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Cape Verde asks world to call it Cabo Verde

Wants its identity accepted

It’s Cabo Verde across the West African archipelago where Portuguese and Creole are the languages. It's known as Cape Verde in the English-speaking world. It’s Kap Verde in Finland, Sweden, and Germany. And in Italy, it’s Capo Verde.

Each time Cape Verde sends out a diplomatic cable or creates a tourism brochure, the name of the island nation, which won independence from Portugal in 1975, is translated into the native tongue of the country being contacted.

“We have to translate the name all the time. That’s very difficult,” Mario Lucio de Sousa, the minister of culture for Cape Verde, said during a recent mission to New England, home to about 500,000 people of Cape Verdean ancestry, a community almost as large as the country’s population.


At least they used to have to translate it all the time.

Late last year, the nation that had been known in the United Nations as Cape Verde made a rare request to change the official name of the country to Cabo Verde “in all official languages of the United Nations . . . and request that it should not be translated.”

The only deviation would be with the long-form version of the name, Republica de Cabo Verde, which will be Republic of Cabo Verde in English, République de Cabo Verde in French, and so on. “The translation to other official languages of the United Nations shall follow the same pattern,” said the October 2013 missive. (There are six official languages used at the UN.)

The United States received the same request in a November diplomatic note and approved the change in December, officially scrubbing Cape Verde from government databases and websites. Entries for Cabo Verde can now be found in the CIA’s online World Factbook and the State Department’s website.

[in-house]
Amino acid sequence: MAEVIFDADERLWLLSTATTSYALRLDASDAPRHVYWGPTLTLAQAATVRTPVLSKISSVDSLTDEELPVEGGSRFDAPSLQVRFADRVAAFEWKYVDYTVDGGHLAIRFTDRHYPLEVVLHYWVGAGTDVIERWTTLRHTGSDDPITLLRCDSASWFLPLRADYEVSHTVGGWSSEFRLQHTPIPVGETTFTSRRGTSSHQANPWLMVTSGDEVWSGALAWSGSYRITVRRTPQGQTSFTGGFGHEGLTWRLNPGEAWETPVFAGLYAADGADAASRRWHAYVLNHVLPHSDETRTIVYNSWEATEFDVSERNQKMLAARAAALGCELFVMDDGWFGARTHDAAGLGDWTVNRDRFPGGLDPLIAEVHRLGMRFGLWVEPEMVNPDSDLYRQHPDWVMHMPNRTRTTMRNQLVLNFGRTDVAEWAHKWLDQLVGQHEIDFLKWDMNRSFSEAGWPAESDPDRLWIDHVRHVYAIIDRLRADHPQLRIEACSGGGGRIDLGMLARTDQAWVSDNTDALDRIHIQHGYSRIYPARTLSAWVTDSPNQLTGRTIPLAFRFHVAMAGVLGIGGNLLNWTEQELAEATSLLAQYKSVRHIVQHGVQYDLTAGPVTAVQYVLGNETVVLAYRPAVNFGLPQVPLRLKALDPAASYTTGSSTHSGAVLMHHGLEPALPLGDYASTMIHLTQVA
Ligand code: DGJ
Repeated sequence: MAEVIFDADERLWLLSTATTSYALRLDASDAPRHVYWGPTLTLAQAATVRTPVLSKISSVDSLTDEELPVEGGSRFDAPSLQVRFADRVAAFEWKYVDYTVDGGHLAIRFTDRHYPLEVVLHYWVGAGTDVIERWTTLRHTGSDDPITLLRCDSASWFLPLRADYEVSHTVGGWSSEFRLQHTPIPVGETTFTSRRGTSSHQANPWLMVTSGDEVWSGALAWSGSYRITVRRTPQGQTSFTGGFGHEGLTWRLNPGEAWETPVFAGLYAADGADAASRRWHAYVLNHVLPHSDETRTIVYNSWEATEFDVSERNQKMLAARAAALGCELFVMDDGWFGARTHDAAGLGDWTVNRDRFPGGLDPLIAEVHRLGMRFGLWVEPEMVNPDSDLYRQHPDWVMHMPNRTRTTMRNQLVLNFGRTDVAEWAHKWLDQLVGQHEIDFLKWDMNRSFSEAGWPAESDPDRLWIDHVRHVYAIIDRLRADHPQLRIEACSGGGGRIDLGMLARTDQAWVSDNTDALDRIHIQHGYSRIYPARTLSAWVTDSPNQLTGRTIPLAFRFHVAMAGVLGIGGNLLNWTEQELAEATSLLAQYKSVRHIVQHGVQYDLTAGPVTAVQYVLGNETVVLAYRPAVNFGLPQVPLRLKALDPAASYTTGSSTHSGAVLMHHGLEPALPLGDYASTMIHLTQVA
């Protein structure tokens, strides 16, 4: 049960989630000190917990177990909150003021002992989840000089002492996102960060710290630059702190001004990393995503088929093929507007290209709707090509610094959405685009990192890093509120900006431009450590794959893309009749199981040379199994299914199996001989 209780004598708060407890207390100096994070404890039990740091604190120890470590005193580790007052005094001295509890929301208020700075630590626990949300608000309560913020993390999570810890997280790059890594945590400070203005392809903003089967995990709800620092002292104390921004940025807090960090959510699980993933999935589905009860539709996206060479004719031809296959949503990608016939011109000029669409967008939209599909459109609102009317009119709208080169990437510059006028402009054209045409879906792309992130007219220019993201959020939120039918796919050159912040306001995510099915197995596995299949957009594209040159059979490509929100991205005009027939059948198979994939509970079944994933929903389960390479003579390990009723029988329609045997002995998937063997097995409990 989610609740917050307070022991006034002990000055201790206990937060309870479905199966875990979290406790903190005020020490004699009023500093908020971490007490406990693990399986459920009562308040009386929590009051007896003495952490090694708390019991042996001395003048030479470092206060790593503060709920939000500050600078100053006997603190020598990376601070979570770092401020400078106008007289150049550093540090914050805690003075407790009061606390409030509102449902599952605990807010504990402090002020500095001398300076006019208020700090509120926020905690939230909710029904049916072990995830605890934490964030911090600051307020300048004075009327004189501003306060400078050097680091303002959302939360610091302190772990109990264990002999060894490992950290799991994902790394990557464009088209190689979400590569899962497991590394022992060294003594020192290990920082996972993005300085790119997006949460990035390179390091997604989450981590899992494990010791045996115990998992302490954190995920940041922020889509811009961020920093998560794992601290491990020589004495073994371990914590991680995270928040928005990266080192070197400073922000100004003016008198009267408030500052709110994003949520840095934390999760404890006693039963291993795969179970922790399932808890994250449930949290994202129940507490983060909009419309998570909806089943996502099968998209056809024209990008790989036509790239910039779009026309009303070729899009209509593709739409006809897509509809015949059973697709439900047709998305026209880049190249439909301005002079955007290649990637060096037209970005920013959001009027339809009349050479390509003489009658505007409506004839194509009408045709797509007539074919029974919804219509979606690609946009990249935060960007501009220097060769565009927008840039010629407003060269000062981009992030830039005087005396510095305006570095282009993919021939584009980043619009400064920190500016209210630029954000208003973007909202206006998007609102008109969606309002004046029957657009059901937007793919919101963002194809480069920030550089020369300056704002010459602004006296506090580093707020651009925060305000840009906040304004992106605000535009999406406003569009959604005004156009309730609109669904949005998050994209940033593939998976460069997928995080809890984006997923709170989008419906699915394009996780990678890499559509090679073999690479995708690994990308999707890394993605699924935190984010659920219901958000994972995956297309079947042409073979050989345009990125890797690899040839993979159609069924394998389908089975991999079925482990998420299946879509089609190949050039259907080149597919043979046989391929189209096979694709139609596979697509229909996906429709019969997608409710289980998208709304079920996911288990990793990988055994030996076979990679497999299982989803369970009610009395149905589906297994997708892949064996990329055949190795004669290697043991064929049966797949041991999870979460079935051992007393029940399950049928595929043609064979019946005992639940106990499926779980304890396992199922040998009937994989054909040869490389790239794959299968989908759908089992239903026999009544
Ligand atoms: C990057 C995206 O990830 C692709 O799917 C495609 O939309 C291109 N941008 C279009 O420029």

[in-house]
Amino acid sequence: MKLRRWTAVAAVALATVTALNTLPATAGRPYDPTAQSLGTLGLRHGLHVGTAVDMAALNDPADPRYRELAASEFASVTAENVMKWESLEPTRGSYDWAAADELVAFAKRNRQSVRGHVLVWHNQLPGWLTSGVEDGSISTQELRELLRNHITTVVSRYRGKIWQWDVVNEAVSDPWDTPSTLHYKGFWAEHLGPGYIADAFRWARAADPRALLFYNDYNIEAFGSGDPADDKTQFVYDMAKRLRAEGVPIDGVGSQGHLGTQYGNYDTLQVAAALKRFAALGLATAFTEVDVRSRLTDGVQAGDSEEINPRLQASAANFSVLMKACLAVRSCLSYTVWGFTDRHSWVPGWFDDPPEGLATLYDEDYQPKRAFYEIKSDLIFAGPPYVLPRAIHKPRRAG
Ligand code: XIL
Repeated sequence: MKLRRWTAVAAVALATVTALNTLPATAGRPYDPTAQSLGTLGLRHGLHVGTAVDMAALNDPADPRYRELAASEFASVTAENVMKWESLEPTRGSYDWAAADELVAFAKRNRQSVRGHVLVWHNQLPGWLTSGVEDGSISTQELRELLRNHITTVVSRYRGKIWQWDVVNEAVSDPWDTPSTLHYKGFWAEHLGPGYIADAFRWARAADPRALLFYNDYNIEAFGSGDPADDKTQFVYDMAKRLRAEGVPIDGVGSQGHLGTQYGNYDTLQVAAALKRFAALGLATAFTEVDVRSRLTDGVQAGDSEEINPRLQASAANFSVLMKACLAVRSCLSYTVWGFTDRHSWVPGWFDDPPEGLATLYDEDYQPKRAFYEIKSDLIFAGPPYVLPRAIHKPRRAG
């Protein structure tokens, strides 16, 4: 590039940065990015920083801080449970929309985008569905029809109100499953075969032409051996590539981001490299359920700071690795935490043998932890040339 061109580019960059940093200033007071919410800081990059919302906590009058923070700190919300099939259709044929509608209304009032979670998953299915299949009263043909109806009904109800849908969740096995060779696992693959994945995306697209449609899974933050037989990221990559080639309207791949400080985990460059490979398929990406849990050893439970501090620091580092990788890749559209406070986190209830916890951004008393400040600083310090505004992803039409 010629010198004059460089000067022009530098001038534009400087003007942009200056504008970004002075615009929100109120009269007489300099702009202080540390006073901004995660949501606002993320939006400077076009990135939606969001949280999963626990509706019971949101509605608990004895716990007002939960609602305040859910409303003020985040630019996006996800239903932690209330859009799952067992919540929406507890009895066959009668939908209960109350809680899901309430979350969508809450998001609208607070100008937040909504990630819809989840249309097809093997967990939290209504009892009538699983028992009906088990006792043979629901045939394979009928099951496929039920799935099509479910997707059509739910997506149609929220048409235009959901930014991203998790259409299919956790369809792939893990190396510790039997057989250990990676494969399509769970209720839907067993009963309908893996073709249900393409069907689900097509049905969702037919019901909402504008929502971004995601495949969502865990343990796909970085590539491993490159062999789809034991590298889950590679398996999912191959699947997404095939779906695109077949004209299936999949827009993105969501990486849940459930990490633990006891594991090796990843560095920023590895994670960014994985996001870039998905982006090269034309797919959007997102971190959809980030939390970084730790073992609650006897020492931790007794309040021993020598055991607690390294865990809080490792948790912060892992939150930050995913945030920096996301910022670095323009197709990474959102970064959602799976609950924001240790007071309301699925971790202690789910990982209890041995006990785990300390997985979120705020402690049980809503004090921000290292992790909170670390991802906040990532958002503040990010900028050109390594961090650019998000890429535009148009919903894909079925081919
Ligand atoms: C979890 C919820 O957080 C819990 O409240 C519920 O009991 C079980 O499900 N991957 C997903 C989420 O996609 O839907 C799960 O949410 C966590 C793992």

But this is about so much more than cumbersome translations, as countries are often called one thing at home and another abroad. Take the Netherlands, known in-country as Nederland, or Germany, which is Deutschland at home. This global appeal is about a country’s ability to name itself.


Political leaders and academics say a country’s name signifies culture, identity, and history. It is a brand that influences everything from economic development to international investment opportunities and tourism. Cabo Verde is on maps. It’s emblazoned on the sides of airplanes. It’s on the cover of trade magazines.

And geographers say that in an increasingly globalized and technical world, it is crucial there be a standard version of a country’s name for engineering, transportation, and telecommunication systems.

“When you say United States, people think: powerful, of the economy, the country of invention, of dreams,” Sousa said. “When you talk about Cabo Verde, people think . . . of sun, the beach, nice people, smiles, working people, but, as of now, something intangible.”

He hopes that Cabo Verde will become synonymous with such things as its delicious organic wines made from grapes grown in volcanic soils.

Rocky, rugged, and volcanic, Cabo Verde comprises 10 islands whose total landmass is slightly larger than Rhode Island. For more than 500 years, the archipelago that sits about 300 miles off the coast of Senegal was under Portuguese rule, and it was once a key point in the trans-Atlantic slave trade.